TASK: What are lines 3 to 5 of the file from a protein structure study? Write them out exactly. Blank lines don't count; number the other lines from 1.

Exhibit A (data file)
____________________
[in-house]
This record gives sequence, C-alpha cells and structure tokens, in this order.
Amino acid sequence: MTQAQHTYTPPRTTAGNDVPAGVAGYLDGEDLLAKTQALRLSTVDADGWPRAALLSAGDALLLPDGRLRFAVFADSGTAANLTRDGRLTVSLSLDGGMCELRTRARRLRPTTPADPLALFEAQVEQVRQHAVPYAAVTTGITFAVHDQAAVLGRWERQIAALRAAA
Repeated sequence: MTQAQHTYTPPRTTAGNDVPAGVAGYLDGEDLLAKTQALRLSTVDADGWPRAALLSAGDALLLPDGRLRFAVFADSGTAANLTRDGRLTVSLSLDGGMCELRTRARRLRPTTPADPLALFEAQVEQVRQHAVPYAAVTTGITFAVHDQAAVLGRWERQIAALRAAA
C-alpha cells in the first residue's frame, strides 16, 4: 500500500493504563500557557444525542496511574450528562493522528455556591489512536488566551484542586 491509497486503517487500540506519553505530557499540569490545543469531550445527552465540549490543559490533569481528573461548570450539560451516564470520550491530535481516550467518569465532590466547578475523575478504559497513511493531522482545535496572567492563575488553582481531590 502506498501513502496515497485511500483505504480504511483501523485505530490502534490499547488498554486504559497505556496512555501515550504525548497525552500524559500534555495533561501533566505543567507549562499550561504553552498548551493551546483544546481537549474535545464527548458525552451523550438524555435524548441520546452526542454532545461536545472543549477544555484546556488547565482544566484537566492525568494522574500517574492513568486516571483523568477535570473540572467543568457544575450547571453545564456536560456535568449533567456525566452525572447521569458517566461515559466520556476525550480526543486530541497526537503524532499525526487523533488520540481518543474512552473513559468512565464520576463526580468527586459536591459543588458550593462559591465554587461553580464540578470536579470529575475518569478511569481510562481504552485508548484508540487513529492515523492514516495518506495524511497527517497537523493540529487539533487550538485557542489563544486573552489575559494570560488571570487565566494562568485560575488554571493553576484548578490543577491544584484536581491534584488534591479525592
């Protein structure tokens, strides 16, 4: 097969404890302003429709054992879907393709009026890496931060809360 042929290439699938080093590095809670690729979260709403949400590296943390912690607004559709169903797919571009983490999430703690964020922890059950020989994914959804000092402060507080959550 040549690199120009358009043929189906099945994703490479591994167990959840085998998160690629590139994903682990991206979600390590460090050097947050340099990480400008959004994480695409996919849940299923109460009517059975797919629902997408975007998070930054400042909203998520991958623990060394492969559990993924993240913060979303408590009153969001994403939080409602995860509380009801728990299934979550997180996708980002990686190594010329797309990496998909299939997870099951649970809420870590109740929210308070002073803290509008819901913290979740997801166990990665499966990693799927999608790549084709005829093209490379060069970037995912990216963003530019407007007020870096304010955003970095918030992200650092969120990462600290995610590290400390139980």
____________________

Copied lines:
Amino acid sequence: MTQAQHTYTPPRTTAGNDVPAGVAGYLDGEDLLAKTQALRLSTVDADGWPRAALLSAGDALLLPDGRLRFAVFADSGTAANLTRDGRLTVSLSLDGGMCELRTRARRLRPTTPADPLALFEAQVEQVRQHAVPYAAVTTGITFAVHDQAAVLGRWERQIAALRAAA
Repeated sequence: MTQAQHTYTPPRTTAGNDVPAGVAGYLDGEDLLAKTQALRLSTVDADGWPRAALLSAGDALLLPDGRLRFAVFADSGTAANLTRDGRLTVSLSLDGGMCELRTRARRLRPTTPADPLALFEAQVEQVRQHAVPYAAVTTGITFAVHDQAAVLGRWERQIAALRAAA
C-alpha cells in the first residue's frame, strides 16, 4: 500500500493504563500557557444525542496511574450528562493522528455556591489512536488566551484542586 491509497486503517487500540506519553505530557499540569490545543469531550445527552465540549490543559490533569481528573461548570450539560451516564470520550491530535481516550467518569465532590466547578475523575478504559497513511493531522482545535496572567492563575488553582481531590 502506498501513502496515497485511500483505504480504511483501523485505530490502534490499547488498554486504559497505556496512555501515550504525548497525552500524559500534555495533561501533566505543567507549562499550561504553552498548551493551546483544546481537549474535545464527548458525552451523550438524555435524548441520546452526542454532545461536545472543549477544555484546556488547565482544566484537566492525568494522574500517574492513568486516571483523568477535570473540572467543568457544575450547571453545564456536560456535568449533567456525566452525572447521569458517566461515559466520556476525550480526543486530541497526537503524532499525526487523533488520540481518543474512552473513559468512565464520576463526580468527586459536591459543588458550593462559591465554587461553580464540578470536579470529575475518569478511569481510562481504552485508548484508540487513529492515523492514516495518506495524511497527517497537523493540529487539533487550538485557542489563544486573552489575559494570560488571570487565566494562568485560575488554571493553576484548578490543577491544584484536581491534584488534591479525592